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(EBOOK DOWNLOAD) The Destruction of the Bison An Environmental History 1750 1920 AUTHOR Andrew C. Isenberg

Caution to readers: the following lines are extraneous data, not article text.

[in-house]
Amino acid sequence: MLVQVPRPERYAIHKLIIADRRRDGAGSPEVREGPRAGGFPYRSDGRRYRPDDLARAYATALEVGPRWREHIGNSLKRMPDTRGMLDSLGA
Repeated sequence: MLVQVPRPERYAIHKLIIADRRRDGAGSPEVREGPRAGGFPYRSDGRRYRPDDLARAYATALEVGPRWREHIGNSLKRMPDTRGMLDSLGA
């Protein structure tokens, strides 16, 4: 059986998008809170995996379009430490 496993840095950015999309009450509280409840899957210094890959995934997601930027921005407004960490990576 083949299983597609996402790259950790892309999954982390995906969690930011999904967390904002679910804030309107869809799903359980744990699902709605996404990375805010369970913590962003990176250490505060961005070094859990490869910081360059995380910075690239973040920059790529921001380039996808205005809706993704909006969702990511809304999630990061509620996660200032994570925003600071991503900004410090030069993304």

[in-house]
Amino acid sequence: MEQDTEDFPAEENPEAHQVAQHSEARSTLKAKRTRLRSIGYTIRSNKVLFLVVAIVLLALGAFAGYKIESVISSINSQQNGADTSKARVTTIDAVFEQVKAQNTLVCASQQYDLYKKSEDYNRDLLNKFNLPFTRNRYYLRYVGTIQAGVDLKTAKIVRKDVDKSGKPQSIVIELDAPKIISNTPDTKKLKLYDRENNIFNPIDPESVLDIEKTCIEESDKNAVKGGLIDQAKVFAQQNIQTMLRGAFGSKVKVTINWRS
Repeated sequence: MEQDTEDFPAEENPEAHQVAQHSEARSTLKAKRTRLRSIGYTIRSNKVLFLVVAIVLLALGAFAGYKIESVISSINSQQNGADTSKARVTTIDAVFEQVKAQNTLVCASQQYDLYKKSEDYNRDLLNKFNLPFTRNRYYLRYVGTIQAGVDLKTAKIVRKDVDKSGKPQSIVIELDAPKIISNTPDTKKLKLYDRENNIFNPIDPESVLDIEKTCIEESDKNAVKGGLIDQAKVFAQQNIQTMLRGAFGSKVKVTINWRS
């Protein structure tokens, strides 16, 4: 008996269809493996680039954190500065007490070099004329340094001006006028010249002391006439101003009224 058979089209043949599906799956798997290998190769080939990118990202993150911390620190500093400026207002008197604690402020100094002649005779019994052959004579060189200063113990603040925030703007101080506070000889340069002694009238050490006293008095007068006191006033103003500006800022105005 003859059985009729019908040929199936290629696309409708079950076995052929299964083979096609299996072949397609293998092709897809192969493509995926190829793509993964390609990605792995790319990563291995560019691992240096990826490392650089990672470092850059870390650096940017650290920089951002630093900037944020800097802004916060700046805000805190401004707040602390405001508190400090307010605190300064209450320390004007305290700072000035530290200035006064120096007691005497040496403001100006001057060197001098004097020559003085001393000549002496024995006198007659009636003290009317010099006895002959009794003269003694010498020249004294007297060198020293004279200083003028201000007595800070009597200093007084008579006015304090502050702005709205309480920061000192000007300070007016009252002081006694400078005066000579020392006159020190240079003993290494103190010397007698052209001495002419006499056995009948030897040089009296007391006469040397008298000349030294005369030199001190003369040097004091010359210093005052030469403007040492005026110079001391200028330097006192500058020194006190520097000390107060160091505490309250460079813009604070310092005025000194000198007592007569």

Ir with the appearance of American hide hunters in the 1870s Hide hunters were men who indiscriminately killed bison using powerful rifles in order to ship the bison hide to Eastern manufacturers When faced with this new threat the already declining bison herds had no chanceThis book is an important contribution to the story of the bison for several reasons Isenberg effectively shows that the decline of the bison is not the simple story it appears to be He demonstrates the complexity of the destruction of the bison but does not allow that complexity to cloud the telling of this very important story The details provide key insights into the role of each environmental factor but the story never gets lost in the details By integrating environmental and social factors with economic factors Isenberg paints a convincing picture of the reasons for the bison s decline In this respect The Destruction of the Bison is similar to Elliott West s excellent book The Contested Plains West makes a similar case for the importance of environmental factors in the history of the Great Plains and both arguments are very powerful That being said Isenberg s arguments could have been even convincing The section concerning the importance of gender was not as clearly connected to the story as the descriptions of other factors in the decline of the bison There are details that describe the role of gender but they do not drive home the point as clearly as in other sections More maps would have been helpful as well There are only two and they fail to show the location of some of the events Isenberg describes For an environmental study not being able to locate certain areas in their environmental context lessened the effectiveness of the description This is a hindrance to readers not familiar with the geographical features of the Great Plains a very interesting book about how the bison were killed to near extinction and then brought back through conservation efforts Author gets a bit distracted by talking about grass and his dubious theory that the change in gender roles is what caused the Na Isenberg s work is a fairly exhaustive analysis of what pressures and factors contributed to the sudden and sharp decline of bison populations from the tens of millions to less than a thousand individuals by 1890 I found his arguments pointing to overhunt Authoritative study on what happened to the bison It s a sad story You probably already know or suspect the worst of itThe Indian tribes that hunted the bison are here too Their story is a brief rise and fall they adopt horses and guns to hunt the bison which later allowed them to gain dominance over the farming Indians because European diseases hit the farming Indians a lot harder than the bison hunters But when the bison are destroyed partially from over hunting by the Indians partially by Euroamericans the hunting tribes are all but ruined as well The information in this book is outdated at it was written a while ago Students have already been feed the facts that resulted from this book so some information seems redundant but I did like the overarching concepts presented and how he put them together Lots of good detail Yet the first three chapters are not that well organized but the last three are very interesting An impressive and original environmental history that conveys the entire story of the American Great Plains through its most notable mammalFirst Isenberg does a great ob explaining the traits and habits of the bison It alone among the American megafauna survived the great die off of 12000 years ago caused both by the last ice age and the introduction of Indian hunters because it could reproduce at almost 20% a year and it could survive on the stubby short grass of the drought afflicted Western plans Although it could gather in huge herds of up to 20000 during the summer rutting season most of the year it divided up into small separate herds of cows and. Ative Americans and Euroamericans created new types of hunters in both cultures mounted Indian nomads and white commercial hide hunters In the early twentieth century nostalgia about the very cultural strife that first threatened the bison became ironically an important impetus to its preservati.